I had no need, until this year. My younger is a hair away from the end of Singapore 6B and doing just fine, but for an assortment of reasons that deserve their own post, I’d like to delay a full, rigorous Algebra program. He’s fairly mathematically talented but not terribly interested, and since we’re not in a race, I thought we’d take the scenic path to the Big Four (Algebra, Geometry, Trig/Pre-calculus, and Calculus). He also has the Algebra jitters, and I’d like to see him more confident before launching into one of my favorite classes.
So after considering a variety of choices and hearing so many accolades for Stanley Schmidt’s Life of Fred series, I secured copies of Life of Fred Pre-algebra I and II. My ten-year old was thrilled. We’d snuggled on the couch enjoying The Adventures of Penrose, the Mathematical Cat by Theoni Pappas, and he was certain more math on the couch with Mom and Fred would be equally delightful. So we settled into the first volume.
Life of Fred is math told in story form. Each chapter at this level is a few pages of story/biology or economics/math followed by about three to ten problems and questions in the section “Your Turn to Play.” Answers immediately follow the questions, and we found covering them with an index card kept one from taking in the answers while working the problems. After seven or eight chapters, a set of five tests of sorts (“The Bridge”) appears. According to the book, the student should continue to attempt these ten-question tests until mastering one with an 80%. Then the student can move on to the next section. Looking back for assistance on all of the tests is encouraged. At the end of the book, are five “Final Bridge” exams, with twenty-one questions each.
All the books tell the story of Fred. Fred is a five-year-old mathematical genius who teaches at KITTENS University and sleeps under his desk. In Pre-algebra I, the story revolves around gardening (in Fred’s office) and a scandalous, swindling shopping mall owner. The story is interspersed with brief descriptions of sets, volumes of various solids, the five kingdoms of living thing, a smattering of genetics, a bit of algebraic equations, and more. Evolution in not on the topic list (and the author points that out in the introduction). Far more biology surfaces in this book than math, although most of the problems to work are mathematical.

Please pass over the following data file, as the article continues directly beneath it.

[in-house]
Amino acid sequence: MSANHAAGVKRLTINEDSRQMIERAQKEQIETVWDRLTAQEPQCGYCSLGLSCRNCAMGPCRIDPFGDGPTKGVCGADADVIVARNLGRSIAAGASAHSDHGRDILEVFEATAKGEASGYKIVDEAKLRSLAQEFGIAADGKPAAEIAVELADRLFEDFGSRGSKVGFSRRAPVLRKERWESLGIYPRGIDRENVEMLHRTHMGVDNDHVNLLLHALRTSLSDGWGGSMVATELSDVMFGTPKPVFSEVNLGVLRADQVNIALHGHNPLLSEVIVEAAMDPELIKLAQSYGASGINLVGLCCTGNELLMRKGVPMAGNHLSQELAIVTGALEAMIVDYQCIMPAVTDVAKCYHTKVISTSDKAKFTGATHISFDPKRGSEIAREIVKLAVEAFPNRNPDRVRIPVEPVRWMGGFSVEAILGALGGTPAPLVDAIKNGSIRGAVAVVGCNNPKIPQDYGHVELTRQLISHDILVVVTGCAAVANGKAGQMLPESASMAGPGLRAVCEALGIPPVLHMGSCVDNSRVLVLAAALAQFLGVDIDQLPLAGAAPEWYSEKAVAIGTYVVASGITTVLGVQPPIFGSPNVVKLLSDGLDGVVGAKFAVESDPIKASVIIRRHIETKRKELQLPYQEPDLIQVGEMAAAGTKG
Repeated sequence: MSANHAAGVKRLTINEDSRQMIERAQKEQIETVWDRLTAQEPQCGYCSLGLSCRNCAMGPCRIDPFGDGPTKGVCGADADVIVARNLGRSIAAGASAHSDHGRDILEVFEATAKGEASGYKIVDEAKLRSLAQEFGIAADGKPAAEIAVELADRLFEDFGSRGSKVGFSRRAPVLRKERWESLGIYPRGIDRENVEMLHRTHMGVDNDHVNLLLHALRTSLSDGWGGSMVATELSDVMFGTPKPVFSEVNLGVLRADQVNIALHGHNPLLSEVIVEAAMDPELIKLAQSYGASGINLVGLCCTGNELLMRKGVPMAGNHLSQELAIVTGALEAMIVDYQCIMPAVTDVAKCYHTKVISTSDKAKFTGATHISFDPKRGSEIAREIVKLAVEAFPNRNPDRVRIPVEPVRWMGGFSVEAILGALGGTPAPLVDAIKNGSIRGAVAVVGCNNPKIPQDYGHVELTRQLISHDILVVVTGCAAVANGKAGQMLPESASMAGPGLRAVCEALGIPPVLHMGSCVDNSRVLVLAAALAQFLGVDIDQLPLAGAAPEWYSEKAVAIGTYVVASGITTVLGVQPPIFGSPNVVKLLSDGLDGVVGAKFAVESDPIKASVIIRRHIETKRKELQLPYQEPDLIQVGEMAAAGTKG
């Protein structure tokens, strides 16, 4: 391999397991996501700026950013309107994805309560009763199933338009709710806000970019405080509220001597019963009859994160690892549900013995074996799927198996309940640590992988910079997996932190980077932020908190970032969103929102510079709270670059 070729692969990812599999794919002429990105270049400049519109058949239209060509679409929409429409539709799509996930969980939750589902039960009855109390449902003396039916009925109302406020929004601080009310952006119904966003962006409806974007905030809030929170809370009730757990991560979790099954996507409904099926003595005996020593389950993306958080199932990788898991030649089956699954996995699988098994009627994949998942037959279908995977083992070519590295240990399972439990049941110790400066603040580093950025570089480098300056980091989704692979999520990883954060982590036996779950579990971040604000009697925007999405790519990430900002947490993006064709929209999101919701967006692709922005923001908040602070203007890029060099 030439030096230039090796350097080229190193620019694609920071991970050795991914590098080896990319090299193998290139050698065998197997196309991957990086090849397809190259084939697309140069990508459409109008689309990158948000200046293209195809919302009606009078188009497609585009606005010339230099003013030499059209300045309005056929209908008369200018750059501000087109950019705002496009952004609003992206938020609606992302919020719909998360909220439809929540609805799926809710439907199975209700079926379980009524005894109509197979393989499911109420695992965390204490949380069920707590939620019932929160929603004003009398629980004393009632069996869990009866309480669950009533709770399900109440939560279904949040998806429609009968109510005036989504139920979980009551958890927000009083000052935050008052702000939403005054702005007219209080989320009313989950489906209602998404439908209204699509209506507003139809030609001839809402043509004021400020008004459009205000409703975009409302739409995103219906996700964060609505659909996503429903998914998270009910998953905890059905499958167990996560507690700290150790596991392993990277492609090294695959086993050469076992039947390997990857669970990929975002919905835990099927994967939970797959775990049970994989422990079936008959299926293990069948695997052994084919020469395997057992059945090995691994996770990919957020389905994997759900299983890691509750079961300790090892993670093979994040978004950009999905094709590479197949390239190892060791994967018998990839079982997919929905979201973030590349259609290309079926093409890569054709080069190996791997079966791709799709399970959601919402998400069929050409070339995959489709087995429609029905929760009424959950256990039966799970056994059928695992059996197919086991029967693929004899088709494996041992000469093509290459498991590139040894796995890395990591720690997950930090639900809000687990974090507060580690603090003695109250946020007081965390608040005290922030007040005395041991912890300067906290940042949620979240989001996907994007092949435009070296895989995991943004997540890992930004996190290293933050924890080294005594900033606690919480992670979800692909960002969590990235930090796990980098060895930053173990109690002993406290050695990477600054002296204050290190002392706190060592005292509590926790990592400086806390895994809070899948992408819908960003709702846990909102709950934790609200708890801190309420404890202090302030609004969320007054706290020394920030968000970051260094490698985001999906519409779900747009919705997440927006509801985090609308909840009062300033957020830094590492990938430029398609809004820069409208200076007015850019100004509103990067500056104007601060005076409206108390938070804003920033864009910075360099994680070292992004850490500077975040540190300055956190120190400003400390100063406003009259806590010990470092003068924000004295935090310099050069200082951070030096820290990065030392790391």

No risk that I’ll give away the ending of Pre-algebra I. We lost interest midway through. Actually, I lost interest in Chapter 3, but my son hung in until the halfway point. The science is sound, if rather scattered and incomplete. The story was far from compelling, at least to the two of us. I’ve heard from those who’ve used Fred for the preceding Fractions and Decimals books that those earlier volumes are far more focused and interesting. And while I’ve read on message boards that some families manage to make Life of Fred their entire math curriculum, for many folks it seems to be a supplement. If my son had enjoyed it, I suppose we’d have stuck with it as supplement, a way to vamp a bit before Algebra — The Real Thing.
But he didn’t enjoy it, so we stopped. Perhaps our problem stemmed from not having used prior volumes of Fred. Not that I felt we were missing parts of the story, but the scattershot of math and biology often left me explaining details the author omitted. I understood that issue when set theory tripped him up (none of that in the elementary Singapore) — that was some of why I decided to try the series. Sets, a bit of probability, and those sorts of odds and ends are what we need. Unfortunately, there was precious little of that math — or any math — to be found in Pre-Algebra 1. The biology was sound, but it’s largely vocabulary (solipsism, proprioceptors, hexaploid, pleotropic genes) amongst interesting biological facts, not ground-up biology that will provide a strong base for future studies.
Yes, I was disappointed. I was disappointed four years back when my older tried Life of Fred Advanced Algebra. I can’t recall all the details of that break-up with that piece of curriculum, but I do know my older son’s learning style did not jibe with the series either. Perhaps it’s just us. Life of Fred is designed to be self-taught, and we just don’t do that with math. I have two mathematically talented kids, but they like interaction with a human for math. I like it that way. Math deserves conversation. Certainly one could do that with Life of Fred, but it is definitely a sit-and-read kind of series, not a work-at-the-white-board one.
Life of Fred offers books for an ever-expanding range of ages, now starting with early elementary math and reaching to Calculus and Linear Algebra. Obviously Schmidt is doing something right with this unique approach to math. But it’s not for us. We’ll continue to take our time at this point of my younger son’s math education, but instead of Fred we’ll reach for Zaccaro’s Challenge Math (and later Real-Life Algebra), more from Theoni Pappas, and other diversions yet to be discovered.